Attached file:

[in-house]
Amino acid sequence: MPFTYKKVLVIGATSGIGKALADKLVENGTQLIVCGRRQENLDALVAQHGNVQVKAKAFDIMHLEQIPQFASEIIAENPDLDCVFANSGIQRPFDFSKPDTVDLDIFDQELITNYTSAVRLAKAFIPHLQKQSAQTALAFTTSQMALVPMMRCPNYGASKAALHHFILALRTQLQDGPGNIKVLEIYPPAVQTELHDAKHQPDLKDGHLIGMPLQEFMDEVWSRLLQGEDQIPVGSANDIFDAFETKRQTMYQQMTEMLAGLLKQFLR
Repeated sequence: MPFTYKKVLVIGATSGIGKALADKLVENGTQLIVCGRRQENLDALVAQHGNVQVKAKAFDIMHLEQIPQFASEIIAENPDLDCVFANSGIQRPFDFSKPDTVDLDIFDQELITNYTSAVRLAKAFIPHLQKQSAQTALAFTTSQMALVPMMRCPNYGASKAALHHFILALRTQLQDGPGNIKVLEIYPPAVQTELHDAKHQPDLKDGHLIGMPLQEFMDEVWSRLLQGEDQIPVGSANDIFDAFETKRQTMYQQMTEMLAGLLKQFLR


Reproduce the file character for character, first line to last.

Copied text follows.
[in-house]
Amino acid sequence: MPFTYKKVLVIGATSGIGKALADKLVENGTQLIVCGRRQENLDALVAQHGNVQVKAKAFDIMHLEQIPQFASEIIAENPDLDCVFANSGIQRPFDFSKPDTVDLDIFDQELITNYTSAVRLAKAFIPHLQKQSAQTALAFTTSQMALVPMMRCPNYGASKAALHHFILALRTQLQDGPGNIKVLEIYPPAVQTELHDAKHQPDLKDGHLIGMPLQEFMDEVWSRLLQGEDQIPVGSANDIFDAFETKRQTMYQQMTEMLAGLLKQFLR
Repeated sequence: MPFTYKKVLVIGATSGIGKALADKLVENGTQLIVCGRRQENLDALVAQHGNVQVKAKAFDIMHLEQIPQFASEIIAENPDLDCVFANSGIQRPFDFSKPDTVDLDIFDQELITNYTSAVRLAKAFIPHLQKQSAQTALAFTTSQMALVPMMRCPNYGASKAALHHFILALRTQLQDGPGNIKVLEIYPPAVQTELHDAKHQPDLKDGHLIGMPLQEFMDEVWSRLLQGEDQIPVGSANDIFDAFETKRQTMYQQMTEMLAGLLKQFLR